Some parents love to brag about how their kids are color blind- which is pretty interesting to me. Now, if you've got a kid with XX chromosomes who's colorblind, that probably is something worth bragging about because it's just so uncommon! And the rest of the time, well, I suppose it depends- like many things, colorblindness has its ups and its downs. My partner, for instance, has an easier time telling if colors clash or identifying two things of the same color but different hues than I do- it's pretty damn awesome. But they also rely on me for parts of video games where the colors are too close because, for a gamer, that's a problem. But it's pretty cool that parents are happy enough about their kids colorblindness to openly brag about it- hopefully it also means that they're willing to do work to help get more things, like video games, that their kids can see and enjoy as well as everyone else.
Oh, wait, what? They mean that their child "doesn't see" races?
Haha, oh, white people with our white privilege- we never cease to be a source of amusement! Oh, you don't see why that's silly? Well, first, because it's not true. You can't raise kids to be completely race-blind. Raising children by not talking about race, but talking about nebulous concepts of "we're all equal!" (without defining the inclusiveness of 'we') without actually getting down and dirty and using the "r" word? Doesn't work. Doing so produces racist children- and it's actually part of white privilege to be able to. Children of color? Painfully aware of race and where they stand (or they realize quick enough). White children? They see differences, but they don't know what they are or why, so speculate on what's up with these brown people with weird hair that no adults talk about.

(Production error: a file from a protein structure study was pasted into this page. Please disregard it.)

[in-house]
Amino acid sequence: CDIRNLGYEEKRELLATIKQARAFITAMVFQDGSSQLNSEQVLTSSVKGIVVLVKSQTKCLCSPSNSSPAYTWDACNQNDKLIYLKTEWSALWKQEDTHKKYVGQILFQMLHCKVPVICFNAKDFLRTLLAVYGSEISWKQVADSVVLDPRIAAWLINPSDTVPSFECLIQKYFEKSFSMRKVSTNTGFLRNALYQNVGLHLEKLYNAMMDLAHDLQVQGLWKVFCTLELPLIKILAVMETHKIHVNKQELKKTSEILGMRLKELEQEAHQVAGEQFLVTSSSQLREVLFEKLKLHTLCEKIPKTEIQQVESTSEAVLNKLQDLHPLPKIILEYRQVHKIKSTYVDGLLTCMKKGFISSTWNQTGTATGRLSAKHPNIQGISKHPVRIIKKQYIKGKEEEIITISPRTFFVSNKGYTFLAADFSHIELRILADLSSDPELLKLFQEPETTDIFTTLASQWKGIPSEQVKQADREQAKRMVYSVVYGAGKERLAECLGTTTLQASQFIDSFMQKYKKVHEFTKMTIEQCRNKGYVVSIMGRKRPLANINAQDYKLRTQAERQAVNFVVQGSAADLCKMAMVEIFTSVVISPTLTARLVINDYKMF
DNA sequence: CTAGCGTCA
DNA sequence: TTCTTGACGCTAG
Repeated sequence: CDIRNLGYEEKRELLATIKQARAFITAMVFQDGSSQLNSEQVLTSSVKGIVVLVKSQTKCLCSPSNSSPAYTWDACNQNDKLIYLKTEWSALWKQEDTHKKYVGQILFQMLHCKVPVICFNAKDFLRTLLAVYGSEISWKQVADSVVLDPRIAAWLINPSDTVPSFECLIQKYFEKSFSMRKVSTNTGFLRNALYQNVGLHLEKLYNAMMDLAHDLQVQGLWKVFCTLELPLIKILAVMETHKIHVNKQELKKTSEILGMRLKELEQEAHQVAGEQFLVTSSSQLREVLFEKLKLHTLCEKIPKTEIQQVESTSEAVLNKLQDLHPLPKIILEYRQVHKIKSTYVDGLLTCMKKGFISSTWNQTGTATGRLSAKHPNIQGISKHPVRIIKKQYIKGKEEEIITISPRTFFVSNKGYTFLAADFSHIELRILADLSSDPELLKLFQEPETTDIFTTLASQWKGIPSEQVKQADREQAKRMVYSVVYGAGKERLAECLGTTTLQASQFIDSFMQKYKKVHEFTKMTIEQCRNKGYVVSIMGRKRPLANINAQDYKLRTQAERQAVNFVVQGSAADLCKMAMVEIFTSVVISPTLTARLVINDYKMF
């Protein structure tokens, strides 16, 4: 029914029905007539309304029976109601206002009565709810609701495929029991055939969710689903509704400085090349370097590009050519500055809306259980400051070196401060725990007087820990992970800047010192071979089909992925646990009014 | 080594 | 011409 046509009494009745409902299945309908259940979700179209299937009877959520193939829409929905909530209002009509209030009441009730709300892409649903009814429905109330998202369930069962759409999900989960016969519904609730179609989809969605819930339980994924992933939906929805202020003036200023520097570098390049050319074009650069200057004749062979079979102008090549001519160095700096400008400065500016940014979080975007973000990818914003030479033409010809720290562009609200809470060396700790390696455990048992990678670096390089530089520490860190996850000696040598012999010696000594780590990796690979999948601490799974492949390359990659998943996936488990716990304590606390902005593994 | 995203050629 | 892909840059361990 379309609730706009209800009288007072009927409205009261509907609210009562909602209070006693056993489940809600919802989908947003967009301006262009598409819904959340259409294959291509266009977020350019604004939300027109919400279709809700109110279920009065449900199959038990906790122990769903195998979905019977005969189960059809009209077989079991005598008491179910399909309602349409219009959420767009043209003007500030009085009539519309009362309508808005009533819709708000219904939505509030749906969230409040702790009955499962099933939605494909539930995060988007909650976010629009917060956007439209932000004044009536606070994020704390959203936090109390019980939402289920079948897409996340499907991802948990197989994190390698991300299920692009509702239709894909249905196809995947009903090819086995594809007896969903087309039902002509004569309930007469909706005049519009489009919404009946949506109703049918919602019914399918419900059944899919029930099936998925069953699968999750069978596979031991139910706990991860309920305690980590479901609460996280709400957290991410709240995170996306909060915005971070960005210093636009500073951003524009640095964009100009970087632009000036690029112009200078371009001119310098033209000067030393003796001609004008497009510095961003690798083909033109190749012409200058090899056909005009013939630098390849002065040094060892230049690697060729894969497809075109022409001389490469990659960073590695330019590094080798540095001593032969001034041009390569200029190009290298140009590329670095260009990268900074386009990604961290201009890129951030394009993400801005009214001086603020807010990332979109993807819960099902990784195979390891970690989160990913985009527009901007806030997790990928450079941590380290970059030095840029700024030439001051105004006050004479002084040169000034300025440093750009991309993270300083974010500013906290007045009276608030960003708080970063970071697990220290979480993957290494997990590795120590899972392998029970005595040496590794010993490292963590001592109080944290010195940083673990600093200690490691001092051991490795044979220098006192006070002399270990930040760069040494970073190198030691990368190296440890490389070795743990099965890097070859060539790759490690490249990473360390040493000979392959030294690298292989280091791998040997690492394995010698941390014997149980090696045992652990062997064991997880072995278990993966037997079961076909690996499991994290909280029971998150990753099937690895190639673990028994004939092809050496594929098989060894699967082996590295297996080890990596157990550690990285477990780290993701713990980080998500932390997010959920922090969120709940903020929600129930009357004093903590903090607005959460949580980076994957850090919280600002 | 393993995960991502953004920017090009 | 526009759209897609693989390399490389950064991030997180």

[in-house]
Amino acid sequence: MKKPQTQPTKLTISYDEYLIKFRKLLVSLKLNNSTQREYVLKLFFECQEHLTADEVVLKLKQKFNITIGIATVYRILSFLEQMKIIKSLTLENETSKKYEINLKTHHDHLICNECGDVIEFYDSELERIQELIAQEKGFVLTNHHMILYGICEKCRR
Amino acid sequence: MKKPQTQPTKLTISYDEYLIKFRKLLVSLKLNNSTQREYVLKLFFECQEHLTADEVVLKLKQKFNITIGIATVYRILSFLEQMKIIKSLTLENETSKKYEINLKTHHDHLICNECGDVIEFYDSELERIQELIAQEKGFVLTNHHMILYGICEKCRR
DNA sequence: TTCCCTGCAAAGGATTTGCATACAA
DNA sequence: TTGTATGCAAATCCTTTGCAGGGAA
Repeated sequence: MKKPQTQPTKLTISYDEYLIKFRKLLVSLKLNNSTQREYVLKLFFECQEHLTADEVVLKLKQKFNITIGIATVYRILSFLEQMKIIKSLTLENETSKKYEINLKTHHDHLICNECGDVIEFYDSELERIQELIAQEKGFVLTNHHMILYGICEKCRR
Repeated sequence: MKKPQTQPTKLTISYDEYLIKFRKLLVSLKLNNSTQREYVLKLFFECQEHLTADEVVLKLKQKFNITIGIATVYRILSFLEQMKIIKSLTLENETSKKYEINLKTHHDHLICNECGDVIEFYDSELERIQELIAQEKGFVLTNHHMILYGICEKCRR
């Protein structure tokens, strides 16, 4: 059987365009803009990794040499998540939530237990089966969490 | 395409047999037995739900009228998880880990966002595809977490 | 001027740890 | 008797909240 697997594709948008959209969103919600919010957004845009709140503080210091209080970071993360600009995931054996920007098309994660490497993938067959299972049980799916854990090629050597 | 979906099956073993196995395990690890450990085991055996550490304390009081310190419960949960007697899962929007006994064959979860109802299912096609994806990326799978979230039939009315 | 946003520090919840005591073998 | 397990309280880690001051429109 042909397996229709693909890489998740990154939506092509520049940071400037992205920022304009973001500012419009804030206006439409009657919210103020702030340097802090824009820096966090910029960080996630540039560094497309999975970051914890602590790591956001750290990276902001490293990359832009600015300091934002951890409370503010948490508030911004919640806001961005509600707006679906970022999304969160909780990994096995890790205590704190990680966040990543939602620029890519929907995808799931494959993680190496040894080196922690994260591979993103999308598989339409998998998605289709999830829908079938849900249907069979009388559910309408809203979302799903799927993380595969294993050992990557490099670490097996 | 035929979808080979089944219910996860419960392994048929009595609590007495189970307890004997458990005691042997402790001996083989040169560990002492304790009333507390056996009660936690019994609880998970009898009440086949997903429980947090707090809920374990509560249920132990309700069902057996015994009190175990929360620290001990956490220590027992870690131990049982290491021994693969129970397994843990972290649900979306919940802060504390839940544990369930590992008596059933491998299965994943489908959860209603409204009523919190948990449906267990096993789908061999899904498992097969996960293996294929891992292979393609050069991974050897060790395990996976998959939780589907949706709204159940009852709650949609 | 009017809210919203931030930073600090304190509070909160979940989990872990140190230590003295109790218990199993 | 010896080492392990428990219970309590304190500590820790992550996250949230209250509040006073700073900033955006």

The very words "color" and "blind" shows how busted this idea is. First: "color". We can't even bring ourselves to admit we're talking about race. (and what we perceive race as actually involves a lot of traits beyond just skintone- including bone structure, hair type/color, etc. You can't become black just by sitting in a tanning booth all day) Second: "Blind", this is ablist- blind people can be aware of race as well. Race and gender (in relation to "genderblind") and lots of other things can be gleaned even from non-visual cues that a blind person can pick up on. It probably isn't as immediately obvious as to a visually-unimpaired person, but it's still there. It's also another instance of not admitting what's going on, because the problem isn't race blindness (the inability to see race) the problem is race ignorance. (and, please, read that post- ignorance is not an excuse. Race is all around us, we know it is there and what it is, but privilege allows white people just choose not to acknowledge it because it makes us uncomfortable)
And most white USians are indeed "color blind", you know, racially ignorant. And this is not a good thing. Too many people are actually ignorant to anything beyond "white" or "black" (even though both are made up of a wide range of cultures and backgrounds and countries of origin)- forgetting that Native Americans and Middle Eastern people and what we call "Asian" (technically Russia & the Middle East are part of Asia) and Indigenous Australians are there, too. Now, yes, we see these people. But when race comes up, it's most often a white vs black discussion, ignoring the wide range of people of color.
There's also another sort of racial ignorance. We look at anyone who's vaguely Asian and think either "Chinese" or "Japanese" (I think Japanese has raised in popularity thanks to anime) unless in a restaurant that's Thai/Korean/etc- then they assume that any Asian person working in an [asian country] restaurant must be from [asian country]! Same with anyone who looks Middle Eastern, most people think "Indian" (even though India isn't part of the Middle East). Yeah, that's an example of racial ignorance. Saying "Korean, Chinese, who cares?” is ignorant- because there's a serious difference between Korean and Chinese (and Laotian, Thai, Vietnamese, Phillepino, Japanese, etc) culture, history, language, food, and everything else. I've never heard anyone seriously say "French, Irish, who cares?". Most [white] USians would be shocked if someone couldn't tell the difference between a French accent and an Irish accent. But telling the difference between Asian and African accents? "who cares?"